“This is Jeremy, day one-thousand and twelve,” Jeremy began, wiping his hand down his face. The calluses scratched him a little, but his sigh eased all the pains. “The experiments failed and we’ve...I’ve run out of resources to keep trying.”
Jeremy had also run out of drive to keep going.
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“The last experiment had the same results as the last forty, the...the specimen is beyond saving. I know that is not the answer that you want to hear, especially from what I’ve been seeing in the news. Earth needs more than failure...it needs more than good results. It needs a miracle now and that’s something we’ve failed to do here.”
Jeremy looked around the lab. The window provided a clear view of Neptune, of endless space. It was the only good thing he saw in the room. Messy walls, cluttered desks, cold, blinking LEDs in the darkroom. It looked like a ransacked apartment in the worst neighbourhood.
“The others...Doctor Lions, Craig, Simon, Julie, are gone, as protocol dictated,” Jeremy continued, clearing a slight choking noise in his throat as he spoke. “Doctor Lions’ shuttle has sent him to TLX7-b, his estimated journey is two-hundred something years. Julie has been sent to another planet in the same system, a...uh...YG89-c. Craig and Simon have encountered problems on their travels.”
Jeremy wanted to leave it there, but he decided it best to just say it all.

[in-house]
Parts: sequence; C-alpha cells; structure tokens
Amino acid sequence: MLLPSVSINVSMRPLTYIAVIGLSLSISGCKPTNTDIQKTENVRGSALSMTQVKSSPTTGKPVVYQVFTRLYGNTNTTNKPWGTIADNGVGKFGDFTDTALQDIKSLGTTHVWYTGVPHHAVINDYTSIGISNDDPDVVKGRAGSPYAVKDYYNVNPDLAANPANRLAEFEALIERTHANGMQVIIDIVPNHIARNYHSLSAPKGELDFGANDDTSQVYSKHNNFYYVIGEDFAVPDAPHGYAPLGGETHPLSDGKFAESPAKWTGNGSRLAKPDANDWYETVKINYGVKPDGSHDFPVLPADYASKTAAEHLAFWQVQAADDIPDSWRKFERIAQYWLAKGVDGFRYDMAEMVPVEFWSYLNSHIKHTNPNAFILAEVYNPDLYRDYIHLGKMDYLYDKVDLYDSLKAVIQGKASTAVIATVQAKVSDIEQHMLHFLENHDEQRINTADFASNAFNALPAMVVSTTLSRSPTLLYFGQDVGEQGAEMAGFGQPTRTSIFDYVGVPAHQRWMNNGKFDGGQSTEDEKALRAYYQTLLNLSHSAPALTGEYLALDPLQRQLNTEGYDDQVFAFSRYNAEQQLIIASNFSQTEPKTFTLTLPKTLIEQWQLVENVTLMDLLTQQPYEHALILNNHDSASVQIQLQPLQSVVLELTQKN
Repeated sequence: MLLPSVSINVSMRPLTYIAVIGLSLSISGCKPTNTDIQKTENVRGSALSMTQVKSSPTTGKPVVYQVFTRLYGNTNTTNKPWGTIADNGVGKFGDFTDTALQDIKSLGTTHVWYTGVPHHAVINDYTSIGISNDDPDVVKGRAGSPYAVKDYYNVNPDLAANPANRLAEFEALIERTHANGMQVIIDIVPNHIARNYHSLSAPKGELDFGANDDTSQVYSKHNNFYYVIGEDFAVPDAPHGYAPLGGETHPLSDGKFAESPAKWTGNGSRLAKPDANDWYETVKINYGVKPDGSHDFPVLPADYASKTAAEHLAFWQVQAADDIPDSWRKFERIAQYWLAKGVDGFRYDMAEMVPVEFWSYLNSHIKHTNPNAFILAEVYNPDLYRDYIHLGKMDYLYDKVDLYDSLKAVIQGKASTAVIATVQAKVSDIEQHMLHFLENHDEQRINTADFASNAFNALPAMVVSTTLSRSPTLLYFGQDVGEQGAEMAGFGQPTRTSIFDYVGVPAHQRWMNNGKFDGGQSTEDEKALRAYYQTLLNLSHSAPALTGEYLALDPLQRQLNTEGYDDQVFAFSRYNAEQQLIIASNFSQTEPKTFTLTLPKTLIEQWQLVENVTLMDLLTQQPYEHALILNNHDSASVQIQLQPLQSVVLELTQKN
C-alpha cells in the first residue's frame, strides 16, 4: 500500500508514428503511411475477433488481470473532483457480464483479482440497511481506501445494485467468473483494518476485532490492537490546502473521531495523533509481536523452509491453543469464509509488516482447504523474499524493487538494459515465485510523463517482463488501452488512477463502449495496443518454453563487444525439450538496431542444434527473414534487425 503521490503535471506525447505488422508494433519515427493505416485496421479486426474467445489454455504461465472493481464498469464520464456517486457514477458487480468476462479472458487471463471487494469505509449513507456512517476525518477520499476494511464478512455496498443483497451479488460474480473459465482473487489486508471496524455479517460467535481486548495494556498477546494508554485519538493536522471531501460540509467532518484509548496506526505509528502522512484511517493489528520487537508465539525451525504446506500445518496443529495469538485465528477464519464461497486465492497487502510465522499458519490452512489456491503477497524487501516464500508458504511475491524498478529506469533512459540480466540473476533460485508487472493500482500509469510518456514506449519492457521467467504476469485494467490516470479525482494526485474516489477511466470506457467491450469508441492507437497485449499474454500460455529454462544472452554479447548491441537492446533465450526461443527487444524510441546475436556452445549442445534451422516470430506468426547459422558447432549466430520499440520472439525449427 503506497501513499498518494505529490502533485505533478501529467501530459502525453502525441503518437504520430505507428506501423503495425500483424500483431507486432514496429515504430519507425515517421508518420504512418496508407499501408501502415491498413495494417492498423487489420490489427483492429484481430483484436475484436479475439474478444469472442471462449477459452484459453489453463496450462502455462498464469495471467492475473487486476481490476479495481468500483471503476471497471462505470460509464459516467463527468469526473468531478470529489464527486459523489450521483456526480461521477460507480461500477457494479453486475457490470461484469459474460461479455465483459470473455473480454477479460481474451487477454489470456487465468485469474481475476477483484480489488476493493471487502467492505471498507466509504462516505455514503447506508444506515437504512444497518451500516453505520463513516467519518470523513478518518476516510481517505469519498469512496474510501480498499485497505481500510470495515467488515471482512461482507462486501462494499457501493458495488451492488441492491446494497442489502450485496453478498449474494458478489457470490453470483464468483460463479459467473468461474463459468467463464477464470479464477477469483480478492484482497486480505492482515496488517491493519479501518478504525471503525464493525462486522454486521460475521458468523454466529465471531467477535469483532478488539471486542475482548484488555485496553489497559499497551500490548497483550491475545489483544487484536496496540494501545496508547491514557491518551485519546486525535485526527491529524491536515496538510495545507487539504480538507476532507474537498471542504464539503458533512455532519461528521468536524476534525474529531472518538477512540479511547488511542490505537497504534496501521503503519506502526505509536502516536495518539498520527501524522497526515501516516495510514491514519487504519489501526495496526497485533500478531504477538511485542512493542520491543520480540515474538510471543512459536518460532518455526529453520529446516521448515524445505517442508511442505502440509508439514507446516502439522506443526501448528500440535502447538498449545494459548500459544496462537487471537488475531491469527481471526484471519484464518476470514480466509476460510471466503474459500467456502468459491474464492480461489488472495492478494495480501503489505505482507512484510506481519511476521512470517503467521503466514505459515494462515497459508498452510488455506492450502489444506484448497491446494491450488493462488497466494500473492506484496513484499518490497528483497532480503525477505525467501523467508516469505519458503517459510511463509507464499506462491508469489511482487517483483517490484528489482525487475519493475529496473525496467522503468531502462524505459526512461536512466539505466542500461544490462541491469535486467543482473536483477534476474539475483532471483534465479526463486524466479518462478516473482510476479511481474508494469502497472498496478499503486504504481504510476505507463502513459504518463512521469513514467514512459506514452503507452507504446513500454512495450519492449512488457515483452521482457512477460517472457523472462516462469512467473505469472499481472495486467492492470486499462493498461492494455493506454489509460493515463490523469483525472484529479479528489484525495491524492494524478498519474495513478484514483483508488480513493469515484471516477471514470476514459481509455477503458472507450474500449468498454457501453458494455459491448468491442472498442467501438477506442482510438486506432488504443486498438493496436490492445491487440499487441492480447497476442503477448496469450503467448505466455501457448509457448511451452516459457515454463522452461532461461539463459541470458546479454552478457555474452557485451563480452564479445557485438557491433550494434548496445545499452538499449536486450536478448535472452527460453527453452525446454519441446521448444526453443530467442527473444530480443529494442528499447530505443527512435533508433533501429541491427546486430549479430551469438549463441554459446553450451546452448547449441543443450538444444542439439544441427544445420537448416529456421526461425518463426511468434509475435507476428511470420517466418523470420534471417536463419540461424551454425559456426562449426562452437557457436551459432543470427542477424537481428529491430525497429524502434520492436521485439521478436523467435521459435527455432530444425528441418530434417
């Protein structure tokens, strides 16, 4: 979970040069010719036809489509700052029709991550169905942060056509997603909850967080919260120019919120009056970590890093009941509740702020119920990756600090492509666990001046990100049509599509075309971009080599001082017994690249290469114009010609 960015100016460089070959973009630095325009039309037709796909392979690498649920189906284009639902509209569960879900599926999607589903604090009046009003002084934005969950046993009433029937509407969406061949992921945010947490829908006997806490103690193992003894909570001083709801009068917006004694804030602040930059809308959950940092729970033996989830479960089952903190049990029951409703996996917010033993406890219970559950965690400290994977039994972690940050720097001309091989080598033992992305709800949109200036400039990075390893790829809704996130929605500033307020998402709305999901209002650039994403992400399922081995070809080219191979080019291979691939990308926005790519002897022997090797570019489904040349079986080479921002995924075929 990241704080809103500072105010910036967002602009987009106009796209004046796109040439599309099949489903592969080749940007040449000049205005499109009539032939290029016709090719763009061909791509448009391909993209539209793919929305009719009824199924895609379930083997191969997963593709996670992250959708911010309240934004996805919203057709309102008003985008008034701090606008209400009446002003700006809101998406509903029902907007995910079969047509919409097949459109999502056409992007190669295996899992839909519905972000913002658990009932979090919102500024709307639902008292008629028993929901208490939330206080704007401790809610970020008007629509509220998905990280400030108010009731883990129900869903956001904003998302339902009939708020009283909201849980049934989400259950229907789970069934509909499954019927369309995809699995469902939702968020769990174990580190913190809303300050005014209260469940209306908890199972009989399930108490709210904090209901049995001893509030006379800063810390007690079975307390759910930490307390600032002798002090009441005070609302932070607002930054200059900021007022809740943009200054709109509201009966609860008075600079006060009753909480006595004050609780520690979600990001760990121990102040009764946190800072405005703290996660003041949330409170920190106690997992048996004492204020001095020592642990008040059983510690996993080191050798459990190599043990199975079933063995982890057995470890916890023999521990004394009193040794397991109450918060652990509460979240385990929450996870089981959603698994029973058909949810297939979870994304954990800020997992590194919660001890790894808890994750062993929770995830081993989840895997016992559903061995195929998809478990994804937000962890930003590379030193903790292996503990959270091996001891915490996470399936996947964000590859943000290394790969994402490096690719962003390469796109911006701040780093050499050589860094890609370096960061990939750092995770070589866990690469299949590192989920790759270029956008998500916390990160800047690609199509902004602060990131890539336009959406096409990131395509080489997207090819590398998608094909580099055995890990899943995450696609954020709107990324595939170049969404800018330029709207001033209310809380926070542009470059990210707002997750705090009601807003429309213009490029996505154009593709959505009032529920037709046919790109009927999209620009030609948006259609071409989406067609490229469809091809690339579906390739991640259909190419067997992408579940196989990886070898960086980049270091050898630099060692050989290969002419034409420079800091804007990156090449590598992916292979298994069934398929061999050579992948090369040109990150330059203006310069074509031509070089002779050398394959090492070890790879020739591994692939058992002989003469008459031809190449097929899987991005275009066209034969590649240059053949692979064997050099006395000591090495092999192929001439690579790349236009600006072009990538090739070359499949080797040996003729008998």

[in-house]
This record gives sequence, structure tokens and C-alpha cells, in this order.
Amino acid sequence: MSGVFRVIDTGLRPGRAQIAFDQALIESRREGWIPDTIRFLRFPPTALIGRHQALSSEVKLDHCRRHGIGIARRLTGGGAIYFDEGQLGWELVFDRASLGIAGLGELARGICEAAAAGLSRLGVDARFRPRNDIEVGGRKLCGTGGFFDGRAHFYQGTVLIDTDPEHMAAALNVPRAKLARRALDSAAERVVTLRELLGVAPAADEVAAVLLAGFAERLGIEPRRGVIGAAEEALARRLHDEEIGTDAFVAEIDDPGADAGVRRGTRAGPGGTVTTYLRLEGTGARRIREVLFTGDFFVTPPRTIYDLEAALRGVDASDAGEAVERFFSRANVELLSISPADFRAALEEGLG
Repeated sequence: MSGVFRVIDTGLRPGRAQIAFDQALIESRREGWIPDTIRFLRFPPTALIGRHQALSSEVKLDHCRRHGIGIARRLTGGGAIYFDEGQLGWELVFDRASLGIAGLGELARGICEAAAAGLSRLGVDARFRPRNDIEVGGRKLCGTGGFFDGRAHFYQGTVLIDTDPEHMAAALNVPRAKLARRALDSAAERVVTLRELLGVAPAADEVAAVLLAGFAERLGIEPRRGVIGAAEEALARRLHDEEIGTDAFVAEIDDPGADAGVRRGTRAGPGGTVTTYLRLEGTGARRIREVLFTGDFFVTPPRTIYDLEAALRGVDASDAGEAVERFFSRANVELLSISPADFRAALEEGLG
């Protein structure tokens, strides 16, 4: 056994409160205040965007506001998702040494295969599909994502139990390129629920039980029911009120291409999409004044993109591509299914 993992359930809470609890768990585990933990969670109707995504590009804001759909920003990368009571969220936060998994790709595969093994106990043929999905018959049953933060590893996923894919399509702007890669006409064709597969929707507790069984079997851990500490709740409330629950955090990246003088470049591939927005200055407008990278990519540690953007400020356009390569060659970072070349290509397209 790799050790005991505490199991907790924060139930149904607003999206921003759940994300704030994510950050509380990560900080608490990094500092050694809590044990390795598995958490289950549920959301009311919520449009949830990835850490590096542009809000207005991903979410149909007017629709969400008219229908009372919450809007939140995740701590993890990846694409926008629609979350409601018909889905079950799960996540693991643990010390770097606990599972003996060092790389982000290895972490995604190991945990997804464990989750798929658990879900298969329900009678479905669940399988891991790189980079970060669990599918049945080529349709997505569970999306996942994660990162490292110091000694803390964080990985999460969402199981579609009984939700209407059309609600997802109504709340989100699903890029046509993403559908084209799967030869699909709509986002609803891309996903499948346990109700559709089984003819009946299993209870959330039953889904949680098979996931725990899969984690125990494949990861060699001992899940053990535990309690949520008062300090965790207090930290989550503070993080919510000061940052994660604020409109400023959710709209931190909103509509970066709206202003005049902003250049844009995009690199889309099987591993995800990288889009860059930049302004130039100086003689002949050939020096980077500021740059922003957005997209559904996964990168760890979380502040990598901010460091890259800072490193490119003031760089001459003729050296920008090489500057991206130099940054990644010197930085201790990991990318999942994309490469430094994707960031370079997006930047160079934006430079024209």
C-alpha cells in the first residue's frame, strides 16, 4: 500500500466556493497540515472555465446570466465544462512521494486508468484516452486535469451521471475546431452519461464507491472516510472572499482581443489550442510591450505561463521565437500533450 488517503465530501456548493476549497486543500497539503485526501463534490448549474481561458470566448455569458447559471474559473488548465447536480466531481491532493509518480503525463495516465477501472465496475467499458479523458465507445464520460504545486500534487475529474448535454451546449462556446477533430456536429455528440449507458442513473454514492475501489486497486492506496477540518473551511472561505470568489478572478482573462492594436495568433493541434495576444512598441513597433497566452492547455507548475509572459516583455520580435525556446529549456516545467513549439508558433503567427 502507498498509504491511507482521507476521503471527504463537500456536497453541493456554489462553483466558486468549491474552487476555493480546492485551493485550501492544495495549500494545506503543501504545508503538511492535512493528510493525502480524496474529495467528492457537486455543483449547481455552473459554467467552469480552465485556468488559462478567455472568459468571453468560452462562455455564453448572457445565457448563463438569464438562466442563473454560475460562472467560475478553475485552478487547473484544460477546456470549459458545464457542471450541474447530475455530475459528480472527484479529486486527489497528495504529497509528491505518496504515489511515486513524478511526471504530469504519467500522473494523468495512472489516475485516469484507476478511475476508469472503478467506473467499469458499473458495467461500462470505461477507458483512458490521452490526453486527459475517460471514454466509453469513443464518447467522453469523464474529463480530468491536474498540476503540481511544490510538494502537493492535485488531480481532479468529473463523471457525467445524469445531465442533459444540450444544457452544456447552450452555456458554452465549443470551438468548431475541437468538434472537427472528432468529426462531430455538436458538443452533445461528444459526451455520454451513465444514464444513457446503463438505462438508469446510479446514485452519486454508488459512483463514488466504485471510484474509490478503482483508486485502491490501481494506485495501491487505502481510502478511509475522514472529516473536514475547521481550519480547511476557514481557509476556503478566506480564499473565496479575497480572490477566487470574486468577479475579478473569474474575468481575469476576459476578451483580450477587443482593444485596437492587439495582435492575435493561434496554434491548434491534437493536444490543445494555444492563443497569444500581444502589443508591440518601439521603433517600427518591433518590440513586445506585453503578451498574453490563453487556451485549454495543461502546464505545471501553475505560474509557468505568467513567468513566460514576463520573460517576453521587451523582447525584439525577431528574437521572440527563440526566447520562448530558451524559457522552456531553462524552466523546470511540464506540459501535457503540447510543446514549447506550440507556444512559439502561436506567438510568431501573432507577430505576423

“Craig’s navigation had a malfunction. He went off course and fell to Neptune. His shuttle crashed due to the faulty system. No chance of survival. As for Simon, his shuttle worked fine, but from what I saw on the video feed, asteroids collided and debris hit his shuttle, destroying it instantly.”
Jeremy leaned back and walked over the window, his foot pushing binders and books aside.
“My shuttle won’t be ready for another two years,” Jeremy said to himself more than the camera. “By then, the fire year mission is complete and I can be sent to some planet that might be the chance for human life to start again...or I will end up like Simon and Craig. Right now, there is a fifty percent chance of that happening.”
Jeremy smiled at that dark thought.
“Anyway, the capsule has been loaded with all our data, the specimen and the best results we could get. Sending it off now, it should reach earth in two weeks.”
Jeremy walked back to the computer, tapped a few keys and after multiple checks, the capsule was silently launched. Had he not checked the video feed, he would have no assurance that it left at all. He felt jealous of that torpedo-like package. Even if the Earth it would reach was shattered and struggling, it would feel the sun when it landed.
Of all the things Jeremy thought he would miss, it wasn’t the sun. Ice-cream, cycling and patting his dog were all on that list, but not the sun.
“I suppose the question is what I will do for the next two years,” Jeremy said, realising his report was devolving into a sappy mental conversation, but not caring. “There is enough food and water to last me the two years, but if I find that I can’t handle it, it’s off to the icebox. A deep sleep which I won’t wake up from until I reach my planet...or at all if things go bad.”
He had to finish the report.
“I apologize for this less-than-helpful report. I’m sorry for Craig and Simon’s families. Those two will be remembered, missed dearly by many. I hope that the other scientists can make something of our experiments and put a stop to this organic corruption that is killing our home, that I, Lions and Julie will receive a report one day telling us the good news. Until then, we will build the colonies, we will start again. Mankind will be a species that will fight for survival, that will never give up hope. We will be as endless as the stars and Earth will be remembered as the planet where all things began, not where they ended.”